2. Cost of Goods Sold. This element measures the total amount of expenses, related to the product creation process, including the cost of materials, labor, etc. Costs of goods sold include direct costs and overhead costs. Direct costs (materials; parts of product purchased for its construction; items, purchased for resale; labor costs; shipping costs, etc.) are the expenses that can be actually associated with the object and its production. Overhead costs (labor costs, equipment costs, rent costs, etc.) are the expenses that are related to the business running process, but cannot be directly associated with the particular object of production.

3. Gross Profit. Gross profit is net revenue excluding costs of goods sold.

4. Operating Expenses. Operating expenses include selling and administrative expenses. Selling are the expenses, which relate to the process of generating sales by a company, including miscellaneous advertisement expenses, sales commission, etc. All the expenses connected with company’s operation administration, such as salaries of the office employees, insurance, etc., refer to the administrative expenses.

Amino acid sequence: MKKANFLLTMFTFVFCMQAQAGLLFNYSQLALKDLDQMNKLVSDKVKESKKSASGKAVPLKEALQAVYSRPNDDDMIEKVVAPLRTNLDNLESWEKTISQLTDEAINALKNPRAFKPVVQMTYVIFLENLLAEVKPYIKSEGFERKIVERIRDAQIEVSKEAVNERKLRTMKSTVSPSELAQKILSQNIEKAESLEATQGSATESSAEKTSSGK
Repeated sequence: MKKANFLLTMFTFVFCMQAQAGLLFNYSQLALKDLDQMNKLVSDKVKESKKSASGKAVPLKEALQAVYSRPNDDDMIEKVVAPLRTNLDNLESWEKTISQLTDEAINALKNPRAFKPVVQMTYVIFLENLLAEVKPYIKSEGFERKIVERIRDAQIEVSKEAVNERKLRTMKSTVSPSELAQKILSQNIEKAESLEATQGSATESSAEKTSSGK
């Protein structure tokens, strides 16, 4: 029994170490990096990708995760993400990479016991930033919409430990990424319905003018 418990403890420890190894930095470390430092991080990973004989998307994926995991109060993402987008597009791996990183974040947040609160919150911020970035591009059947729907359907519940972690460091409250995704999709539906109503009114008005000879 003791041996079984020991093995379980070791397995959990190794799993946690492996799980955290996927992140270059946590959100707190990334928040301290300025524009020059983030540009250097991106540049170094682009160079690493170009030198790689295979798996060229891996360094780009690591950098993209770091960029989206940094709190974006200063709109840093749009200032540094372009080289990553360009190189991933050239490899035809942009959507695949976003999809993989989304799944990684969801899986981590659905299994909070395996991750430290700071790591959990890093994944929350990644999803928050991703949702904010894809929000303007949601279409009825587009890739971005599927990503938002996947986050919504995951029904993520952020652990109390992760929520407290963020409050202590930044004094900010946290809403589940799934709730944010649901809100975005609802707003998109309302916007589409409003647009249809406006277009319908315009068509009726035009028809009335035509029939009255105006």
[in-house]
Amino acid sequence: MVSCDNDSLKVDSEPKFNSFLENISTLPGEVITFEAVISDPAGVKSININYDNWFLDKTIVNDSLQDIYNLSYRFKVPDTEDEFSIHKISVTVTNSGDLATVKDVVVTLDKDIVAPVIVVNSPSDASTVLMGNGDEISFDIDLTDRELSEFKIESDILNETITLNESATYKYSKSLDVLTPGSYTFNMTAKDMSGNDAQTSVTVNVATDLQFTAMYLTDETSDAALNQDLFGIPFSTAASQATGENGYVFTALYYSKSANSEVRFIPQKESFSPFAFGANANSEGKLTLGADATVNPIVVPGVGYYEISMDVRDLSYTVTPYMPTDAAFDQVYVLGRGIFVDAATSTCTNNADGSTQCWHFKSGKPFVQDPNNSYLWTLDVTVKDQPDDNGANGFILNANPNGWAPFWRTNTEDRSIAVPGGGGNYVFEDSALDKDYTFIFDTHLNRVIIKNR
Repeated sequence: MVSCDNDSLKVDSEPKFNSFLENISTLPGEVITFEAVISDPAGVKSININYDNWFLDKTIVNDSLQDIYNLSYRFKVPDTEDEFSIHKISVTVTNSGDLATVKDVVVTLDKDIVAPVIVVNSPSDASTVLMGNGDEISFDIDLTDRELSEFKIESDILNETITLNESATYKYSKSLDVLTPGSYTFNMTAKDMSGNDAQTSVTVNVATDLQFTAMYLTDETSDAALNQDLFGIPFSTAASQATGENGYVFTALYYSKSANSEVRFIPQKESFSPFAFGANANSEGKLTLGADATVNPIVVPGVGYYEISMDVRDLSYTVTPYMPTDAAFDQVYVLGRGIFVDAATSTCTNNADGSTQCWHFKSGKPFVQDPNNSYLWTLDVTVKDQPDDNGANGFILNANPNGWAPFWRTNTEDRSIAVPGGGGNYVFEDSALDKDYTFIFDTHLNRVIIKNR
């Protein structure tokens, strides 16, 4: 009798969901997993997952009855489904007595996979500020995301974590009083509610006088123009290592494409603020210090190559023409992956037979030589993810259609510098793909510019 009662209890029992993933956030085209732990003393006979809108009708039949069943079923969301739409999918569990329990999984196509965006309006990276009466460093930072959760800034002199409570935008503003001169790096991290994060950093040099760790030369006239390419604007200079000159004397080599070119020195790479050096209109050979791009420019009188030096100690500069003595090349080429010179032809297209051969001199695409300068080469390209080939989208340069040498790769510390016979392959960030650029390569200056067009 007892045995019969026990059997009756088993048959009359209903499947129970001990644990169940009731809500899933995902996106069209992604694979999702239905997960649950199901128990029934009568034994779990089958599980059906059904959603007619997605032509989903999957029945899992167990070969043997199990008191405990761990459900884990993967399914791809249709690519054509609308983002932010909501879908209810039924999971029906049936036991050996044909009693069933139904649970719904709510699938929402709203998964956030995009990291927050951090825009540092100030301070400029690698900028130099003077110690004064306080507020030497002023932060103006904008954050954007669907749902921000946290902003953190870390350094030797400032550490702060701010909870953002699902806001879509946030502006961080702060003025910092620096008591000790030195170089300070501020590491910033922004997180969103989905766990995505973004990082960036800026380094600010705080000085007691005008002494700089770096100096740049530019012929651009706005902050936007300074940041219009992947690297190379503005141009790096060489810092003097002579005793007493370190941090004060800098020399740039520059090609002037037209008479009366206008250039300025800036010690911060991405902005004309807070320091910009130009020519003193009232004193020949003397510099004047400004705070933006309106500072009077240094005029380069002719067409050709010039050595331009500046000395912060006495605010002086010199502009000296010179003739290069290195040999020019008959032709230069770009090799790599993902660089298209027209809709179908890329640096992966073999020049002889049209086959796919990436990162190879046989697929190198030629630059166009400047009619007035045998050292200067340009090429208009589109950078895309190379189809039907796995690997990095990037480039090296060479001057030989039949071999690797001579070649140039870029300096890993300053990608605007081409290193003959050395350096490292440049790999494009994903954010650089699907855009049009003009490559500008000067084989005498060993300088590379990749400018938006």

5. Operating Income. Operating income is gross profit excluding operating expenses.

6. Other income or expense. This entry contains all the other income or expense values that weren’t included to any of the previous entries. It may be dividends, interest income, interest expense, net losses on derivatives, etc.

7. Income Before Income Taxes. Income before income taxes is operating income including (or excluding) other income or expense.